I tried, and admit I mostly failed, to capture its beauty and the strange fascination of it. Heat radiates from the rocks, flows about them in eddies and swirls as water once did. This place burns your palms with a deep tingling life as you climb into it, it cuts your skin with its razored lines of grace. And from every angle you discover new shadows and curves, a dark unfurling of stone.

There is no water here now, it was stolen, and the land lies arid and dry as you see it, though abounding with life in gorgeous color.

The land itself was stolen from the Paiutes, they irrigated small farms here from a fast running river, and collected obsidian. When first soldiers and then the homesteading act opened up the land to white settlers, small farmers and prospectors moved here, side by side with land speculators.

Frederick Eaton became mayor of Los Angeles in 1898, and appointed his friend William Mulholland as head of the new Los Angeles Department of Water and Power. Together they started what are now fondly known as the California Water Wars. Especially to those who have forgotten that they are ongoing.

LA required water to become the sprawling sucking metropolis that it is today, and the two saw that the Owens Valley had water in abundance. Remember Chinatown? Eaton was a close friend of the agent working for the Bureau of Land Reclamation, who was there to build a network of irigation canals to help small farmers. He bought up much of the land (it all ended up belonging to LA), and Eaton got Teddy Roosevelt to cancel the irrigation project. By 1905 the city of LA had enough land to build the aqueduct through tactics that were varied, creative, and often nefarious. As icing on the cake of venality, the initial run of water went to the San Fernando Valley to water the fields of another close friend, and turn worthless real estate into an agricultural gold mine overnight.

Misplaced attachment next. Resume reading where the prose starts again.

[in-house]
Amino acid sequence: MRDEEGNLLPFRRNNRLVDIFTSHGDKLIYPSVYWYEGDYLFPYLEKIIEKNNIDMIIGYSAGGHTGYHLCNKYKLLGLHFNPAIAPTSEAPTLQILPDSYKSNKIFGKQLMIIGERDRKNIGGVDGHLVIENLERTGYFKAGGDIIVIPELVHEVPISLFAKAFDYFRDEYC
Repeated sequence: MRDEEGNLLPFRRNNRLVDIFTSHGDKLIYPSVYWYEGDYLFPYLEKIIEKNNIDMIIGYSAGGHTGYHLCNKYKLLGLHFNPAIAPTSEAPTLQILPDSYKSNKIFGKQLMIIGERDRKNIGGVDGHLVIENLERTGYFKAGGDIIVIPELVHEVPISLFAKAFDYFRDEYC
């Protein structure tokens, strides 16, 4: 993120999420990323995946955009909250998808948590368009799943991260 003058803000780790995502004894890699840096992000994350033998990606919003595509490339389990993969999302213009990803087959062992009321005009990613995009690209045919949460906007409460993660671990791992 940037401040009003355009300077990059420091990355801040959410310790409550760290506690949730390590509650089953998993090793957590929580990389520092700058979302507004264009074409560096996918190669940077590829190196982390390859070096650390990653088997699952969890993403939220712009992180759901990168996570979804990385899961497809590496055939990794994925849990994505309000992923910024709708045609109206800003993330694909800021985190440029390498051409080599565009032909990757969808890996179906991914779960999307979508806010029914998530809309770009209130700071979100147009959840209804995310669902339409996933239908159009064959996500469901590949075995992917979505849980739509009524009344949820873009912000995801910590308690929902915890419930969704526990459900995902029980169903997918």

By 1913 the aqueduct was built (it now carries 315 million gallons a day to LA). By 1924 the lake was dry. And in the despair of 1924, 40 men united to dynamite the aqueduct

OwensVly1924

6 moths later residents seized the Alabama Gates spillway and released the water back into the lake. But that was the end of even small victories until the 1990s. The uprising failed as US uprisings always seem to do.

In 1972 LADWP built a second aqueduct, draining surface water. The original vegetation died, and even now the alkali meadows continue to expand. There are salt beds where water used to be, and the wind picks up their dust of carcinogenic nickel, cadmium and arsenic to fling it across the valley. The EPA stated that when the wind blows across the lake bed, this valley becomes the single largest source of particulate matter pollution. In the 1990s and again in 2003, local activists, the Sierra Club and Inyo County won an agreement that a tiny percentage of the water must be diverted back into the valley, but it is tiny…for more on what is being down today take a look at the valiant Owens River Committee.

And read Cadillac Desert by Marc Reisner for the whole story, this is obviously a most horrific simplification.

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The streets and strikes of Clifton

Apart from being the final resting place of Santa Teresita, and an old nesting place of white vigilantism as shown by the case of the kidnapped Catholic orphans, Clifton is a photographer’s delight and full of ever more stories. Here is Chase Creek Street, with my folks wandering romantically hand in hand

They escaped the heat over ice cream while I reveled in it, down one of the more amazing Arizonan streets I have encountered, with buildings well loved (where boarding rooms and banana splits and guns are available) side by side with buildings now derelict. And I have so much love for the derelict